Thursday, October 6, 2011

I ate that on purpose

Repost, from October 10, 2010

Unprocessed. Real Food. Slow food. Locavore.

Every time you turn around these days, there's a new term about getting away from the American industrialized, depersonalized, outsourced food culture. Now on my third food challenge, I think that Michael Pollan actually said it best (that's why they pay him the big bucks).

Eat food. Not too much. Mostly plants.

The main thing I take away from these efforts--all of them personally and culturally challenging, mostly well meaning, in varying degrees sensible--is that what you need to do is think about what you are eating.

When I was growing up in the middle of the last century, you didn't have to think about it. The food you bought, even in suburban supermarkets, was what it said it was. It had a shelf life and a source, which was mostly nearby. Importing food was something that starving Indians (as in subcontinent) did. Even as a child I knew which fruits were in season, not because I looked up a chart, but because if it wasn't in season, you couldn't buy it. No one ever got salmonella poisoning, and E. Coli was something you learned about in high school biology. Meat was meat colored, not that bizarre bright red (how do they do that, and why?). Chickens came with innards. Fruits did not have individual labels, and the butcher packed your meat in paper, even at the supermarket (yes, Virginia, there were butchers at the supermarket). You could buy only the amount you needed, and exactly the amount you needed, because they cut it on the premises. I got to Junior year in college before I knew that you could buy French fries frozen in a bag.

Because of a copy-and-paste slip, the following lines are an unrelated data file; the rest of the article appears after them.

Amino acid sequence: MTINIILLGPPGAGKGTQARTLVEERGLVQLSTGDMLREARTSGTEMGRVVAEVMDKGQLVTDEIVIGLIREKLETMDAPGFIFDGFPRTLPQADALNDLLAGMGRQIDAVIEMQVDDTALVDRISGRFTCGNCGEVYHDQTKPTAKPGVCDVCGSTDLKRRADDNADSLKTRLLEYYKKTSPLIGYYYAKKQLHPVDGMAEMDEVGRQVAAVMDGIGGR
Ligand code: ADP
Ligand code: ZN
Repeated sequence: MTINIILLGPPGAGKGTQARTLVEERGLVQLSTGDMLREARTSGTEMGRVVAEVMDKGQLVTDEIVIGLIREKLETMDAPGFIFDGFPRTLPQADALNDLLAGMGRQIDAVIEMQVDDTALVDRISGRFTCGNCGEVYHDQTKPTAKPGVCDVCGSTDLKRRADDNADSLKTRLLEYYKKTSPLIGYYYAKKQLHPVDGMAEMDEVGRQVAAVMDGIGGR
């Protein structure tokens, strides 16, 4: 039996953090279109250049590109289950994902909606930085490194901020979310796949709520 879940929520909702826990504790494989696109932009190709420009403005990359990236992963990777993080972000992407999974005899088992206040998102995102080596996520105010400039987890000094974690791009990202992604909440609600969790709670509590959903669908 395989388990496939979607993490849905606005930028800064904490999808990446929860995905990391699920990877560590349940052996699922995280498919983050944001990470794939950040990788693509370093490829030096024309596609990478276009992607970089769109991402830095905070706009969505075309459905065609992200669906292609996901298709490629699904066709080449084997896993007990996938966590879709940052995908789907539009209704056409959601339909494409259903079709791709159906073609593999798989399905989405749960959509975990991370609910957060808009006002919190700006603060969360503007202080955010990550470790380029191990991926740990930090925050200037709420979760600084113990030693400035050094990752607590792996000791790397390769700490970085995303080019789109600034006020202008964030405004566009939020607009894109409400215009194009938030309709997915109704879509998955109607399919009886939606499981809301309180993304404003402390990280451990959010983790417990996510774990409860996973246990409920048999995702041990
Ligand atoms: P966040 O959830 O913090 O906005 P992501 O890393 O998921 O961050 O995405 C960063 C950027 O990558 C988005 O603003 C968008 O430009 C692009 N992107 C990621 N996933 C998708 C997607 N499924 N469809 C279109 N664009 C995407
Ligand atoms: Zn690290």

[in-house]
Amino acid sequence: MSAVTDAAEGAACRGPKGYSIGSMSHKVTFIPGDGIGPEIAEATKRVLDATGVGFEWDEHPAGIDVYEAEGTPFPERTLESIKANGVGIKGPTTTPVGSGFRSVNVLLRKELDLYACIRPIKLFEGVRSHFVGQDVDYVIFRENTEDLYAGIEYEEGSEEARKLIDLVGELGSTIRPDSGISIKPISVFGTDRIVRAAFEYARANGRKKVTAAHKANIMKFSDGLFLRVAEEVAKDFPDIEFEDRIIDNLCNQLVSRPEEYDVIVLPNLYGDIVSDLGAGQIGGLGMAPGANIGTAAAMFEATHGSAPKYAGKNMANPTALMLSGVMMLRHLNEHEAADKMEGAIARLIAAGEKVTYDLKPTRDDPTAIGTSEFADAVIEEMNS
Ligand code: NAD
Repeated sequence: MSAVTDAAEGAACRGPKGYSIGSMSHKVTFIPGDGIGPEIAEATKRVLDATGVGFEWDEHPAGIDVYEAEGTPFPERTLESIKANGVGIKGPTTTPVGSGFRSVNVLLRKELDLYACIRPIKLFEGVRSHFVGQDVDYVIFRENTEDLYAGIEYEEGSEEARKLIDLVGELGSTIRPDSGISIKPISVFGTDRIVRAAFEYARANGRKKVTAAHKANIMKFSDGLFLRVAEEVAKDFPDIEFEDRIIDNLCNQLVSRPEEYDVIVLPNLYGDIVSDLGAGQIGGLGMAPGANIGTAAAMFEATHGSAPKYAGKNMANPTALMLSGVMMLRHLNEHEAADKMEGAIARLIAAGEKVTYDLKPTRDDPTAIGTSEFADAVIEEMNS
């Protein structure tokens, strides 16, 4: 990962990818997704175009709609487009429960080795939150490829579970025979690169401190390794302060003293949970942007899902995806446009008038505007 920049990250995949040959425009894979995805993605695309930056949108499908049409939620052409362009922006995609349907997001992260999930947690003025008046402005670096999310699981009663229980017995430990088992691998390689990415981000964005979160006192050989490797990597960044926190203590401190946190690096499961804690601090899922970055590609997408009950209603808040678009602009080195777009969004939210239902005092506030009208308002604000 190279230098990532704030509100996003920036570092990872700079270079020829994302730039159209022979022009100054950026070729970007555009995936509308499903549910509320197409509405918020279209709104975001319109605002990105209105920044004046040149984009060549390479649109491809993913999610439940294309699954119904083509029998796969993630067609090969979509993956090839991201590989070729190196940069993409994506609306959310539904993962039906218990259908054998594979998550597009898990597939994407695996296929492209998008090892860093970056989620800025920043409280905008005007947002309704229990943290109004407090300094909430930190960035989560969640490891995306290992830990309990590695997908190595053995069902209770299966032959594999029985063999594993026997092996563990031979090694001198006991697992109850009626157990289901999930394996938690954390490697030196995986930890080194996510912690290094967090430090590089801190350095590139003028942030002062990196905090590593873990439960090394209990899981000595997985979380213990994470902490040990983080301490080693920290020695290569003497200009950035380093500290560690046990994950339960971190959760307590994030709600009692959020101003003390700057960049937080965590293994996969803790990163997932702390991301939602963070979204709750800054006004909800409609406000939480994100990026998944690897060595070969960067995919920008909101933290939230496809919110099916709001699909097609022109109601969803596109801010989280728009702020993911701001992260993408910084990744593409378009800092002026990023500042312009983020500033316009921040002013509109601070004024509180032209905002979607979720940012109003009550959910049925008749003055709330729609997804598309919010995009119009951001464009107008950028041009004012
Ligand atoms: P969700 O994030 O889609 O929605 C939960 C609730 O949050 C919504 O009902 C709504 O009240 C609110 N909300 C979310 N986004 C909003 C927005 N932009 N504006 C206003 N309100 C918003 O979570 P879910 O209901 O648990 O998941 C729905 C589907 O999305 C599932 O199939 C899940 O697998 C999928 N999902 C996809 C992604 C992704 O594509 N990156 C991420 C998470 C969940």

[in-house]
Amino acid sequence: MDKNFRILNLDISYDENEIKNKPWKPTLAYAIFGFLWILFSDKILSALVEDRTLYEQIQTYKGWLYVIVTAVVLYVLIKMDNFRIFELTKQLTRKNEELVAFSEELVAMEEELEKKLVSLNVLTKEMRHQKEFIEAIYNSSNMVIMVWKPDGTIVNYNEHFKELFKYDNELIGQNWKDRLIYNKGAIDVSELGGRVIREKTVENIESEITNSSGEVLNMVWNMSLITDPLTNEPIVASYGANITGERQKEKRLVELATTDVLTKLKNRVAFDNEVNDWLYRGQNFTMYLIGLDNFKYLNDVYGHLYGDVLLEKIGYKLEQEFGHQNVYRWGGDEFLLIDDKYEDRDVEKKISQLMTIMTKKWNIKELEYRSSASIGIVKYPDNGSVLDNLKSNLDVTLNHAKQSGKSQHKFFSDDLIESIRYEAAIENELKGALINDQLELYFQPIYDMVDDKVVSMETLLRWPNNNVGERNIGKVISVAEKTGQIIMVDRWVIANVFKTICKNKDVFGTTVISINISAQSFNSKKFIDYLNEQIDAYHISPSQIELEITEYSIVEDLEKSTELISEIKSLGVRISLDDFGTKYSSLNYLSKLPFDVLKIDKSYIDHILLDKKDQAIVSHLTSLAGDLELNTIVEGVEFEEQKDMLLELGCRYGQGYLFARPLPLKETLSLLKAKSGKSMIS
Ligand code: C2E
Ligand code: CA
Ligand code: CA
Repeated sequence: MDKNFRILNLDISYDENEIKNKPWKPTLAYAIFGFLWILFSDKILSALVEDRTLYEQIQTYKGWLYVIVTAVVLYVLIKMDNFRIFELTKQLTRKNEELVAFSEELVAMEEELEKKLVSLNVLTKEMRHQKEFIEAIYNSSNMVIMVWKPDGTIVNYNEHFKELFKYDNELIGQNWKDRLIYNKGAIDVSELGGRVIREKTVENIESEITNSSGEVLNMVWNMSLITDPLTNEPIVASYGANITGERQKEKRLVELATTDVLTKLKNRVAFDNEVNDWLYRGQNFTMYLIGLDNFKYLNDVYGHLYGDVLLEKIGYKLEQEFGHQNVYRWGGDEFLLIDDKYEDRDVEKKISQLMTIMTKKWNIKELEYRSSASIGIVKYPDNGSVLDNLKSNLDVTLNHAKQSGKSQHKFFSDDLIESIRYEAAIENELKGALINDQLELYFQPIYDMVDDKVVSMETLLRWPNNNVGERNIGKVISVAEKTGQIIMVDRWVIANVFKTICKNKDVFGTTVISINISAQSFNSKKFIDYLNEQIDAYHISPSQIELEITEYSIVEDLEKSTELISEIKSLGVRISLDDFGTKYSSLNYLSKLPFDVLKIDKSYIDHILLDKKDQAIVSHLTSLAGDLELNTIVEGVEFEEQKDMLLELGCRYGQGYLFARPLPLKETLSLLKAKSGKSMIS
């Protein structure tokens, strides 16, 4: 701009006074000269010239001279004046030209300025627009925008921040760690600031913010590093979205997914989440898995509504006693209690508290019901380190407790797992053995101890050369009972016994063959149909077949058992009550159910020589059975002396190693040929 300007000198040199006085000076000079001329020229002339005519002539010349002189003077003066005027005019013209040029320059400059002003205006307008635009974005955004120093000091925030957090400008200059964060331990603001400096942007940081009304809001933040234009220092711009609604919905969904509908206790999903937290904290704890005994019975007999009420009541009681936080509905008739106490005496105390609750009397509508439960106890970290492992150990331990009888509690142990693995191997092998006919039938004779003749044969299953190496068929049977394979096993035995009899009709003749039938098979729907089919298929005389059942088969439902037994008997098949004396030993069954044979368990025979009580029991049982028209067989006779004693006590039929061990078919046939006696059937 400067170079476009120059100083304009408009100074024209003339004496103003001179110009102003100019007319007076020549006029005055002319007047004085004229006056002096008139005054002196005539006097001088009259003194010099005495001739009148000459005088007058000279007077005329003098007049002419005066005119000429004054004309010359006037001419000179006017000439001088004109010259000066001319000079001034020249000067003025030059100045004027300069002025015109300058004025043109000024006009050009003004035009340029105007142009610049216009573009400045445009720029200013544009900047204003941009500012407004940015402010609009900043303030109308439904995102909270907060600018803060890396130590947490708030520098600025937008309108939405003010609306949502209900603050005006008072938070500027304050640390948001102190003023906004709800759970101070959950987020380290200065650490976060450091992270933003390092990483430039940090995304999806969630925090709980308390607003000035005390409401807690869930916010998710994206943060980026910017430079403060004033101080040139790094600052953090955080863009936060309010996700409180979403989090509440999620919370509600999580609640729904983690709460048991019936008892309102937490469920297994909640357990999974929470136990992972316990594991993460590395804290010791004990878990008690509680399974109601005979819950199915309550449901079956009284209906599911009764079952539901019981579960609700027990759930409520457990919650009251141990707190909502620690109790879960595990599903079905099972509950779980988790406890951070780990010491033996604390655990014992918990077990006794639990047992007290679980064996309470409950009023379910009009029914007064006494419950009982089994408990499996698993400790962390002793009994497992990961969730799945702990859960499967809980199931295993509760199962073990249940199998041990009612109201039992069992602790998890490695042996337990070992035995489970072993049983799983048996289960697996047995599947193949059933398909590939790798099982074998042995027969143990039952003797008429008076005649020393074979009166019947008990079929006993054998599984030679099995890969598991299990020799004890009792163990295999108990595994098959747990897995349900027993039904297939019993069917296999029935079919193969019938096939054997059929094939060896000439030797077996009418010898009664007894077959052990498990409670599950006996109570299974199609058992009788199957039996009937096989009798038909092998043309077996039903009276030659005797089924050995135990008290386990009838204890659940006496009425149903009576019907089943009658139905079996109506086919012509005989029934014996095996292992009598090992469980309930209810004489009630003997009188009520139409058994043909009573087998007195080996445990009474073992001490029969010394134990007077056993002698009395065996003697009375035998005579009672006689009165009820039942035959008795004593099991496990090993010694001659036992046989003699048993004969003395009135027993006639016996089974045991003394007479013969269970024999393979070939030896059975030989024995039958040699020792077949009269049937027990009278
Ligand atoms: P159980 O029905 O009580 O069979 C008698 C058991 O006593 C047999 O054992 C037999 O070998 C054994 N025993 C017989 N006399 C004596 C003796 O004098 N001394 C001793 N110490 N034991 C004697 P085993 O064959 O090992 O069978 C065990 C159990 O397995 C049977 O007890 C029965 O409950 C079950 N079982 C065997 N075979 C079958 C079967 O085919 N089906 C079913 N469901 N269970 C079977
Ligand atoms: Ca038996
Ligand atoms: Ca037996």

Because of this, I am able to "think" about food. I have clear memories of what it looks like, when it's naturally available, and how it tastes. My mother had to cook, because the prepared food industry was just getting started ("Prince spaghetti day", anyone?).

Younger generations don't have this advantage. You are rediscovering what I grew up understanding, perhaps the last generation to do so. I'm not saying there were no processed foods; we had spam and cake mixes and tv dinners and every day there was a new "convenience" product. But families eating meals cooked from whole ingredients was the norm, not the outlier.

For the way I live and eat, I think the "slow" approach works best-- seasonal, local, organic, whole. It gives you flexibility--can't find or afford organic? Buy it from the local mom-and-pop, instead of the super store (on the "3 outta 4 ain't bad" theory). What works about it, and all the other monikers, is that they make you think about what you're putting into your and your family's bodies.

Unprocessed. Real Food. Slow food. Locavore.

Call it deliberate eating.

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